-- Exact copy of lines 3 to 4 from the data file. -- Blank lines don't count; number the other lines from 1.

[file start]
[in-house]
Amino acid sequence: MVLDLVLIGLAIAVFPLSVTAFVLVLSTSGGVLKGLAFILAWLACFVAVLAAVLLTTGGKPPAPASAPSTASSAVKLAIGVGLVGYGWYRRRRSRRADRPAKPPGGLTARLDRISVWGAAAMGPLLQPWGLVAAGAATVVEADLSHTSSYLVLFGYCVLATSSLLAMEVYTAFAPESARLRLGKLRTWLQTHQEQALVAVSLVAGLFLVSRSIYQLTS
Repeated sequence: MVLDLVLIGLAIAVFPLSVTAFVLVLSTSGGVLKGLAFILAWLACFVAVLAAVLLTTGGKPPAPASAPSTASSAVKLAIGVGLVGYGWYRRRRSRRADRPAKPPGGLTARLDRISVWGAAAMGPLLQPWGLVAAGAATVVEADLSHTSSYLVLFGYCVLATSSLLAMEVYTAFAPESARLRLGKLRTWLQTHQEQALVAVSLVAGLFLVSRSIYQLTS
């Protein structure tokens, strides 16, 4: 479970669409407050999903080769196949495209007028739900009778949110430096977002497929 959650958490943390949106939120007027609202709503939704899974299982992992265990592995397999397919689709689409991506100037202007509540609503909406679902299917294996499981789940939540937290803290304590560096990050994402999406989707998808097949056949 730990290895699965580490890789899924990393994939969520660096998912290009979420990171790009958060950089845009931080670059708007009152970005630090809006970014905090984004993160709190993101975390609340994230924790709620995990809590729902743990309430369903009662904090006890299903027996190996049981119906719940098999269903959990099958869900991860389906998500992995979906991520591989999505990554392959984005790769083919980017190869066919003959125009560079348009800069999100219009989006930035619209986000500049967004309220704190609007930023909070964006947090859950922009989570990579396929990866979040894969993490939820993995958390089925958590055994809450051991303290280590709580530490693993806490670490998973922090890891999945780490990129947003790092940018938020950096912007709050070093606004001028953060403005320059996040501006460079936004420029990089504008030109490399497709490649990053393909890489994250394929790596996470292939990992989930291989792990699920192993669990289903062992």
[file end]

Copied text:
Repeated sequence: MVLDLVLIGLAIAVFPLSVTAFVLVLSTSGGVLKGLAFILAWLACFVAVLAAVLLTTGGKPPAPASAPSTASSAVKLAIGVGLVGYGWYRRRRSRRADRPAKPPGGLTARLDRISVWGAAAMGPLLQPWGLVAAGAATVVEADLSHTSSYLVLFGYCVLATSSLLAMEVYTAFAPESARLRLGKLRTWLQTHQEQALVAVSLVAGLFLVSRSIYQLTS
């Protein structure tokens, strides 16, 4: 479970669409407050999903080769196949495209007028739900009778949110430096977002497929 959650958490943390949106939120007027609202709503939704899974299982992992265990592995397999397919689709689409991506100037202007509540609503909406679902299917294996499981789940939540937290803290304590560096990050994402999406989707998808097949056949 730990290895699965580490890789899924990393994939969520660096998912290009979420990171790009958060950089845009931080670059708007009152970005630090809006970014905090984004993160709190993101975390609340994230924790709620995990809590729902743990309430369903009662904090006890299903027996190996049981119906719940098999269903959990099958869900991860389906998500992995979906991520591989999505990554392959984005790769083919980017190869066919003959125009560079348009800069999100219009989006930035619209986000500049967004309220704190609007930023909070964006947090859950922009989570990579396929990866979040894969993490939820993995958390089925958590055994809450051991303290280590709580530490693993806490670490998973922090890891999945780490990129947003790092940018938020950096912007709050070093606004001028953060403005320059996040501006460079936004420029990089504008030109490399497709490649990053393909890489994250394929790596996470292939990992989930291989792990699920192993669990289903062992």